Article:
The preparation of the dye precursor compounds is illustrated by the following detailed preparation receipts.
12.24 g (0.06 mole) of 3-phenyl-propiolic aldehyde dissolved in 50 ml of ethanol were added dropwise to 25 g (0.12 mole) of 1-methyl-2-phenylindole dissolved in a mixture of 75 ml of ethanol and 25 ml of ethanol saturated with hydrogen chloride gas. The reaction mixture was cooled down to 0° C, whereupon the dyestuff crystallized.
Yield: 24.2 g. Melting point: 235° C.
6 g of dyestuff were dissolved in 100 ml of methylene chloride and allowed to react with 6 ml of piperidine. The solvent was evaporated and the residue washed with water and methanol.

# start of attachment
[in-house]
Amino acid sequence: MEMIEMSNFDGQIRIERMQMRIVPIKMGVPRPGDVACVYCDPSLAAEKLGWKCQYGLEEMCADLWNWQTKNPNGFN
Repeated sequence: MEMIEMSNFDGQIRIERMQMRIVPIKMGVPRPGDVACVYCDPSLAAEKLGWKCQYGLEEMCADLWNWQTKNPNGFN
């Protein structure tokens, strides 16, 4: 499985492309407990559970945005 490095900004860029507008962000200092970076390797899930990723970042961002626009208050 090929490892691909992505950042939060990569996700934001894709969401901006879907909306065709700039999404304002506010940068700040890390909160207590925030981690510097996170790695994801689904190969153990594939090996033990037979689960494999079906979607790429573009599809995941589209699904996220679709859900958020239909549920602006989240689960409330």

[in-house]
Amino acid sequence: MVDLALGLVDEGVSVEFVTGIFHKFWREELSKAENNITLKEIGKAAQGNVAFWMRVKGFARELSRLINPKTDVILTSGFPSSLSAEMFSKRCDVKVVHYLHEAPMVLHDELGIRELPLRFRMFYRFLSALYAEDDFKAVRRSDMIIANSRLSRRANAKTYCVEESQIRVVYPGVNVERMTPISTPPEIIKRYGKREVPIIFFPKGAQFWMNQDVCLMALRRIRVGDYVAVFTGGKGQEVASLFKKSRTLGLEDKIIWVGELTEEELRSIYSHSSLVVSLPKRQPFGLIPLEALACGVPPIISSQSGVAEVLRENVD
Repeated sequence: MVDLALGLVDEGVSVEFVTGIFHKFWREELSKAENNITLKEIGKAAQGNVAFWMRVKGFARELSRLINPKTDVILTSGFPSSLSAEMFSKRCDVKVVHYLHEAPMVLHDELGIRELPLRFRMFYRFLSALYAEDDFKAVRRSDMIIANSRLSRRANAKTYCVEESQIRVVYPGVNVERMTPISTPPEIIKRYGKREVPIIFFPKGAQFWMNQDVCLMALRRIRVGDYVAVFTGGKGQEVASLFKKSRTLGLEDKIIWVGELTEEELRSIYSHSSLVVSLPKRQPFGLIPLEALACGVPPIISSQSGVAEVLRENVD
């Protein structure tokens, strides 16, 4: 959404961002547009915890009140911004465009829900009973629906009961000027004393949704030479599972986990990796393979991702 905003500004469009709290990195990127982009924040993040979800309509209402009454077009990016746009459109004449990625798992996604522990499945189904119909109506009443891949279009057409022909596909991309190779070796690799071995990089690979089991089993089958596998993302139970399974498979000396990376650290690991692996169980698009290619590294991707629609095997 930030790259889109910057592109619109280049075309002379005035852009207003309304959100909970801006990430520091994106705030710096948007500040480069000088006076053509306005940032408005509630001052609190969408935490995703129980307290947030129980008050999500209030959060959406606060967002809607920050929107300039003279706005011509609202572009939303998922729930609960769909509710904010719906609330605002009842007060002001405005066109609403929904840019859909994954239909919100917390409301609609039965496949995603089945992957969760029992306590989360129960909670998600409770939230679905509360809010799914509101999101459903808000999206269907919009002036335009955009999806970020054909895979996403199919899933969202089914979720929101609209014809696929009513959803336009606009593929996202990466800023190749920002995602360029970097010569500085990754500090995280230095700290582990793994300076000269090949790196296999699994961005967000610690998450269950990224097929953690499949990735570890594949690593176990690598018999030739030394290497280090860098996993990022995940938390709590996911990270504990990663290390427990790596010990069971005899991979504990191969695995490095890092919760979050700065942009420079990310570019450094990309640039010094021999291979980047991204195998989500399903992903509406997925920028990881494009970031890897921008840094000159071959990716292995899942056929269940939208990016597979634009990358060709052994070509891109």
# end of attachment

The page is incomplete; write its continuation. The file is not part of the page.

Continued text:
9.8 g (0.05 mole) of 2,4,6-trimethoxybenzaldehyde were added portion-wise to a solution of 10.35 g (0.05 mole) of 1-methyl-2-phenylindole in a mixture of 75 ml of ethanol and 75 ml of ethanol saturated with hydrogen chloride. During the addition of the benzaldehye derivative the reaction mixture was stirred and kept at 15° C by cooling.
After a reaction period of 2 hours a solution of 12.5 g of sodium perchlorate in 50 ml of methanol was added. The crystallized dyestuff was separated and recrystallized from ethanol.
Yield: 11 g. Melting point: 204° C.
To 5 g of the dyestuff dissolved in 50 ml of methylene chloride 2.5 ml of morpholine were added. After washing with water and drying with potassium carbonate the solvent was evaporated. Yield: 4.3 g. Melting point: 204° C.